Thereafter   the   meeting   considered   the   Commission’s recommendation  and  appointed respondent 1 to the  post  of University Professor for Political Science by a majority  of 10 to 3 with four abstentions.  That the Vice Chancellor  to let  him have his comments on the points raised  minutes  as drafted  did not incorporate the resolution actually  passed on  May 7, 1963 is indicated by the fact that in his  repre- sentation  to  the  Chancellor even  the  appellant  himself stated that the Syndicate on May 7, 1963 had decided not  to accept  the Commission’s recommendation.  The appellant  did not  state  in that representation that  the  Syndicate  had resolved not to proceed with the making of the  appointment. Another  circumstance indicating that the said minutes  were not   correctly  drafted  was  that  while  the   items   of confirmation  came up before the Syndicate on July 3,  1963, which,  as  aforesaid,  was attended by 16  out  of  the  17 members  who had participated in the previous meeting,  none of  those 16 members appears to have protested  against  the change in the language of the minutes on the ground that the resolution  then  passed was that the  Syndicate  would  not proceed  with  the  appointment, or that  the  resolution  a actually   passed-was  not  one  refusing  to   accept   the Commission’s recommendation of respondent 1. Against the resolution dated July 3, 1963 appointing respon- dent  1, the appellant and Dr. L. P. Sinha, the Head of  the Department of Political Science, made representations to the Chancellor.  Thereupon the Chancellor first called upon  the Vice Chancellor to let him have ’ his comments on the points raised  in the said representations.  On July 15, 1963,  the Vice-Chancellor  furnished  his  comments.   Thereafter  the Chancellor issued show cause notice to the appellant and the Vice-Chancellor  and after receiving their replies  as  also the  report of the Legal Affairs Committee appointed by  the Syndicate passed the impugned order under S. 9(4) of the Act annulling  the  Syndicate’s resolution of July  3,  1963  by which the appointment of respondent I was made. Shortly  stated the grounds on which the impugned order  was passed were, :               (1)(a)  that  the  revised   advertisement,               which  substituted the words "in the  subject"               by  the words "in Political Science or in  any               allied subject Eke History and Economics", had               the effect of amending the University  Statute               laying  down the qualifications for the  post,               that  such an amendment could only be made  by               framing  a new statute under ss. 30 and 31  of               the Act and not               591               unilaterally by the Vice-Chancellor, and  that               therefore,   the  revised  advertisement   was               invalid;               (b)that   the  words  in   the   University               Statute, namely, that the University Professor               "shall   possess  a  first  or  second   class               Master’s  degree" meant a Master’s degree  "in               the   subject";  consequently,  the   original               advertisement  was  in  conformity  with   the               University    Statute    relating    to    the               qualifications, and therefore, the revised ad-               vertisement by substituting the words "in  the               subject" by the words "in political Science or               in any allied subject" etc. had the effect  of               amending the Statute and was unauthorised;                (c)  that the revised advertisement was  also               bad,  in that, the Vice-Chancellor  could  not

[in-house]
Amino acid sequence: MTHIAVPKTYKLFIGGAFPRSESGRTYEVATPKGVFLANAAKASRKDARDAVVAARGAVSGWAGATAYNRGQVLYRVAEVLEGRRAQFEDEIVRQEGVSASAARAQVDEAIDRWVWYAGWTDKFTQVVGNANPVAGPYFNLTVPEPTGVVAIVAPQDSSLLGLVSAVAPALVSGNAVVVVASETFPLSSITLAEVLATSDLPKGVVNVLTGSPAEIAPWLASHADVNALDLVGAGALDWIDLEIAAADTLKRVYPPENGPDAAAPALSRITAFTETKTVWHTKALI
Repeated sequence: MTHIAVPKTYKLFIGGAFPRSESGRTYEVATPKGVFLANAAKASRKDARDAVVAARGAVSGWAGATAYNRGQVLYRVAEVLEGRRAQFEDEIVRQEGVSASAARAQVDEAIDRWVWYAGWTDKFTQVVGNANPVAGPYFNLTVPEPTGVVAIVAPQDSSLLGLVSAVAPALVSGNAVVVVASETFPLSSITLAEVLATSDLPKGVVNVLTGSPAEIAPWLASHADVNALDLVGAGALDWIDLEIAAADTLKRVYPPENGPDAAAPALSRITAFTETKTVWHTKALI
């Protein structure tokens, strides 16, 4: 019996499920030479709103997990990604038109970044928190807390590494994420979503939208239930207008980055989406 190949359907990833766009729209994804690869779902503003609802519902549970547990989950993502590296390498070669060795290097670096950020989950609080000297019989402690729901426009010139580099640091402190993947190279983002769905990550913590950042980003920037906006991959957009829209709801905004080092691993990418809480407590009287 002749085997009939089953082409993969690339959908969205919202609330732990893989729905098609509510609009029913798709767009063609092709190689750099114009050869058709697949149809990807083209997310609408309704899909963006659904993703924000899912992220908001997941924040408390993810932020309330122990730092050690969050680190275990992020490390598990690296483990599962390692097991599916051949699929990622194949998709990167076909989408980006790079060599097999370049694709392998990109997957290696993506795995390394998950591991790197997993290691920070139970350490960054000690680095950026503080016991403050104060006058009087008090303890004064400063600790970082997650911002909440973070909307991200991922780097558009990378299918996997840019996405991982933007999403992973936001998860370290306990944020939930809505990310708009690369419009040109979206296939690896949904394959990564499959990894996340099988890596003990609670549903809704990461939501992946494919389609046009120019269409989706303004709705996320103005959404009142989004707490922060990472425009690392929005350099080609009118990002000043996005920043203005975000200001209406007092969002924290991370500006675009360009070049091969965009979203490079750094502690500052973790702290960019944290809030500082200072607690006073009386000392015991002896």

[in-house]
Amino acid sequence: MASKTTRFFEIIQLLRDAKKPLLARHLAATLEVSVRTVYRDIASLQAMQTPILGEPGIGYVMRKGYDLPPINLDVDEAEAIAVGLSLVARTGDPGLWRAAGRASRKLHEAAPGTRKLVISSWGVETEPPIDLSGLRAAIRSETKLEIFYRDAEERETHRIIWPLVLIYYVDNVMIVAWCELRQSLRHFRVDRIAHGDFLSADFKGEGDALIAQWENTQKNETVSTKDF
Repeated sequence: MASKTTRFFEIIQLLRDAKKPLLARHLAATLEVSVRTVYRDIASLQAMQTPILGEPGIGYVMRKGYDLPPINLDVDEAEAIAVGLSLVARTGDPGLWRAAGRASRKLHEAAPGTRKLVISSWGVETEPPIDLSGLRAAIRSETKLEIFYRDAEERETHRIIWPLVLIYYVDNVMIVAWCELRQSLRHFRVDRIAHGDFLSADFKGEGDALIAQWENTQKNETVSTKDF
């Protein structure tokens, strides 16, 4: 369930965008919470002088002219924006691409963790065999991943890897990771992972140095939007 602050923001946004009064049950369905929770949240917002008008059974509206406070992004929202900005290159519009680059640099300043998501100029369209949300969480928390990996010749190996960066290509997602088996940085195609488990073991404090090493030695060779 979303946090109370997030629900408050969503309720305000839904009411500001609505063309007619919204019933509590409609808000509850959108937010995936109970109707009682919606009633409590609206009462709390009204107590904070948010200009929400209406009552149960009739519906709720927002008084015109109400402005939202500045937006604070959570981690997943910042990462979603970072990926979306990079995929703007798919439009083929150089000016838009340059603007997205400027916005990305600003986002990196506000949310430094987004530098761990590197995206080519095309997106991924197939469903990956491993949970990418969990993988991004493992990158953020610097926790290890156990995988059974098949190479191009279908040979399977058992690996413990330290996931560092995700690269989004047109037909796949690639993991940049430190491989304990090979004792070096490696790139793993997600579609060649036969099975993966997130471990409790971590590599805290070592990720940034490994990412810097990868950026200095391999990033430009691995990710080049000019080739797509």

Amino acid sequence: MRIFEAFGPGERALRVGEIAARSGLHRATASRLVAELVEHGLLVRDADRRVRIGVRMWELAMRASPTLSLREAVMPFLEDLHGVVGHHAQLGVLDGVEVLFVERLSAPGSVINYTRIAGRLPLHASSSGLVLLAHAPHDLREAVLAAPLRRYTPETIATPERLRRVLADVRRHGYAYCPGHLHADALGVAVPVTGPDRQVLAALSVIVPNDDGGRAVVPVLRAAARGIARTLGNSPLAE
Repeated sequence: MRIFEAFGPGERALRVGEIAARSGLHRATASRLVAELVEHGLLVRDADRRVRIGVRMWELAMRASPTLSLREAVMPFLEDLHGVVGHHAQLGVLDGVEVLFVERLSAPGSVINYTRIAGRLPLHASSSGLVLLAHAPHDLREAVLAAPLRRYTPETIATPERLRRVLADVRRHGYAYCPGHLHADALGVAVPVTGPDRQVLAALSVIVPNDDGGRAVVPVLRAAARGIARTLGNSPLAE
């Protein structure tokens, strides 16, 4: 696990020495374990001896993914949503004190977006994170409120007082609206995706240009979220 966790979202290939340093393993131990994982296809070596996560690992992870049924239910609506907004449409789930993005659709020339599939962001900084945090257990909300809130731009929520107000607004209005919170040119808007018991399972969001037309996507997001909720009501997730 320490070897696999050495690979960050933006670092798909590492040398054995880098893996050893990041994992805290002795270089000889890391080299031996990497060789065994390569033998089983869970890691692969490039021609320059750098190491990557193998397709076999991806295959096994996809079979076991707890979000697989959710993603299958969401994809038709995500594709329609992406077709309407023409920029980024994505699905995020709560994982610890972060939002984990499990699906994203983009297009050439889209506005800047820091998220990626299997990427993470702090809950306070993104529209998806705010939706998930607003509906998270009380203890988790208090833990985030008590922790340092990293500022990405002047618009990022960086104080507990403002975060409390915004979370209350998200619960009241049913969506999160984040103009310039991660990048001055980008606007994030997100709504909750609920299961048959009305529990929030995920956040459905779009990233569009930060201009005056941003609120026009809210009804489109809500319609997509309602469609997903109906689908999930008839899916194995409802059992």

alter  the original advertisement  without  the               previous  approval of the Chancellor under  s.               57 of the Act;.               (2)that  s. 26(2) of the  Act  contemplates               that the Public Service Commission should take               the  assistance of two experts  before  making               its recommendation, that the section  required               that the experts should be present at the time               when the Commission took the interviews of the               candidates,   that  the  interviews,  in   the               absence  of one of the two experts,  were  not               valid,  that therefore, a recomendation  based               on such invalid interviews and following  such               recommendation  the  appointment made  by  the               Syndicate were both invalid;               (3)that  on  a recommendation made  by  the               Commission,  the Syndicate had three  options,               (a)  to  accept  it and proceed  to  make  the               appointment,  (b) to reject it and  refer  the               matter to the Commission for  reconsideration,               and  (c)  to give up the idea  of  making  the               appointment  at all; that it was only  in  the               case of (b.) that the matter could be referred               back  to the Commission under s. 26 (4).   The               Vice-Chancellor’s  action  in  referring   the               matter  for reconsideration by the  Commission               was without the authority of the Syndicate and               was not warranted under s. 26(4) :               (4)that  under  a prior resolution  of  the               Syndicate dated November 13, 1952, a  decision               taken at the meeting could not be revised  for               a   period   of   six   months   there   from.               Consequently, the decision taken by the Syndi-               cate  at  its meeting on May 7,  1963  not  to               proceed  with  the appointment  could  not  be               revised by the Syndicate before the expiry  of               six   months,   and   that   therefore,    the               Syndicate’s  resolution  of July 3,  1963  was               invalid. 592 In  the  writ petition filed by respondent against  the  im- pugned  order of the Chancellor the High Court  quashed  the said  order and issued a certiorari on the ground  that  the order in question was passed on an erroneous  interpretation of  the  relevant provisions of the Act and  the  University Statute. In  challenging  the correctness and validity  of  the  High Court’s order, counsel for the appellant contended before us that  the  High  Court  had no  jurisdiction  to  issue  the certiorari  as  the  impugned  order  did  not  involve  any question of either the assumption of excessive  jurisdiction or  a refusal to exercise jurisdiction or any illegality  in procedure  or  any  breach  of  the  principles  of  natural justice.   The High Court, he argued, could not in  exercise of  its  prerogative jurisdiction under Art.  226  interfere with  or  set aside the impugned order on the  ground  of  a mistake  even if such a mistake was one of law, that  is  to say,  in  the  Chancellor’s  interpretation  either  of  the University Statute or any of the provisions of the Act.   It is  true that in a writ petition for certiorari  a  superior court would not interfere on the mere ground of an error  of fact or even of law, but if the error of law is apparent  on the  record,  or consists of a misconstruction of a  law  on which  assumption  of Jurisdiction is made  which  otherwise does  not  exist,  a certiorari can  issue.   The  question,